Once known for catchphrases "jabroni" and "smackdown", former pro wrestler Dwayne Johnson has left the ring behind in favor of Hollywood?and has shown that he's more than just an action hero.
Former pro wrestler DWANE JOHNSON has climbed the Hollywood ladder one step at a time. His current rung: family-friendly films.
EMILY SHUR/CORBIS OUTLINE
He may be well known as "The Rock" but if you expect Dwayne Johnson to stand up, rip off his form-fitting shirt, raise his trademark eyebrow and bellow his once-signature line, ?Can you smell what The Rock is cooking?? you clearly haven't been paying attention to his career over the last few years.
Now, the super-suave Johnson is a burgeoning film star who, having made the gradual transition from athlete to action hero, is intent on becoming a bona fide thespian. He initially spread his wings by delving into adventure films like The Mummy Returns (2001), its prequel The Scorpion King (2002) and Walking Tall (2004). He then tried out comedy, most notably on two episodes of ?Saturday Night Live,? in Be Cool (2005) and Get Smart (2008). He also strutted his dramatic stuff in Gridiron Gang (2006).
But recently, Johnson has moved on to family films like the box office hit The Game Plan (2007) and this month's Disney remake of Escape to Witch Mountain, portending a career of greater depth than you might expect from a man once known for spouting catchphrases like ?jabroni? and ?smackdown.?
But it's been a long and winding road to success for the half African-Canadian, half Samoan. The son of pro wrestler Rocky Johnson and Ata Maivia (daughter of pro wrestler ?High Chief? Peter Maivia), he spent his youth traveling the North American wrestling circuit watching his father perform. By the time he was a teenager, Johnson had fallen in with a bad crowd.
?That was a time when I was making the wrong decisions, running the streets, doing a lot of things that I should not have been doing,? he says. ?It was my arresting officer, when I was 14 years old, who said, ?I want you to stop screwing up and play football for the freshman team.' I was very fortunate that I had someone who cared about me and invested time in me. I didn't learn overnight; I continued to get in trouble because I thought I had all the answers. I continued to get arrested until I was 17, when my high school football coach invested even more time in me.?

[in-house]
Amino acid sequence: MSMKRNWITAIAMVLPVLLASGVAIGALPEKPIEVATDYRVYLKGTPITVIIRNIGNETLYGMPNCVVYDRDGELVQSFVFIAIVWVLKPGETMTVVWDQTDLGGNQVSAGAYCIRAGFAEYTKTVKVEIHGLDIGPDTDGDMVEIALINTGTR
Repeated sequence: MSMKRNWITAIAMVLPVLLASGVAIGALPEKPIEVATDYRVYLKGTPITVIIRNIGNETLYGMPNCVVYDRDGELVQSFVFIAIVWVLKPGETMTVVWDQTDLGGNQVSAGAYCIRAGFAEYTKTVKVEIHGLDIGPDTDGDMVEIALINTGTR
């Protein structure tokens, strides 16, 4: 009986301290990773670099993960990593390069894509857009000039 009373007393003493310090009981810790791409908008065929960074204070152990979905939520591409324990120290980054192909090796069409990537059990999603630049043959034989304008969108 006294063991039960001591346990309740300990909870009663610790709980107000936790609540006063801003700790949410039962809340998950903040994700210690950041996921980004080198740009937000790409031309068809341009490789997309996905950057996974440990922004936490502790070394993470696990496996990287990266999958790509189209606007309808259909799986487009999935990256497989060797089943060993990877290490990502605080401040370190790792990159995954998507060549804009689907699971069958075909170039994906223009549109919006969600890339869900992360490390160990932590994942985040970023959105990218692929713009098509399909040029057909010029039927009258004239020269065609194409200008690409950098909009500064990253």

Johnson says playing sports saved his life by giving him an outlet for his teenage rebellion. It also taught him a focus that later served him well, first as the self-proclaimed ?most electrifying man in sports entertainment,? then as an actor averaging more than $10 million a movie.
?It wasn't until I got older that I understood the value of not only having someone who cares,? he says, ?but the value of sports and what they can do for you. The values of commitment and hard work and sacrificing your time after school to go to practice [are] things that you carry with you for the rest of your life.?
Johnson's commitment to sports ultimately led to a football scholarship at the University of Miami, where he played defensive tackle for the Hurricanes' NCAA Championship-winning team in 1991. After graduating in 1995, he signed a contract with the Canadian Football League's Calgary Stampeders, but was cut two months into the season. So, he decided to enter the family business: professional wrestling.
Debuting in the World Wrestling Federation's minor leagues as Rocky Maivia in 1996, Johnson worked his way up through the ranks, winning his first Intercontinental Belt against Triple H six months later and winning the Slammy award for "Best Sensation." After being sidelined with an injury, he returned with a new name, "The Rock" (aka the "People's Champion"); a new finishing move called "The People's Elbow"; and a new, more arrogant attitude. Crowds ate it up, and Johnson emerged as the world's most popular wrestler, winning six individual and three tag team championships before his 29th birthday.
JOHNSON'S SUCCESS in the ring made crossing over into mainstream popularity-in other words, Hollywood-relatively easy. So he began to make the transition to acting, with guest appearances on "That '70s Show" in 1999 and "Star Trek: Voyager" the following year. During this time, Johnson looked to his mentor and veteran wrestler Pat Patterson for support.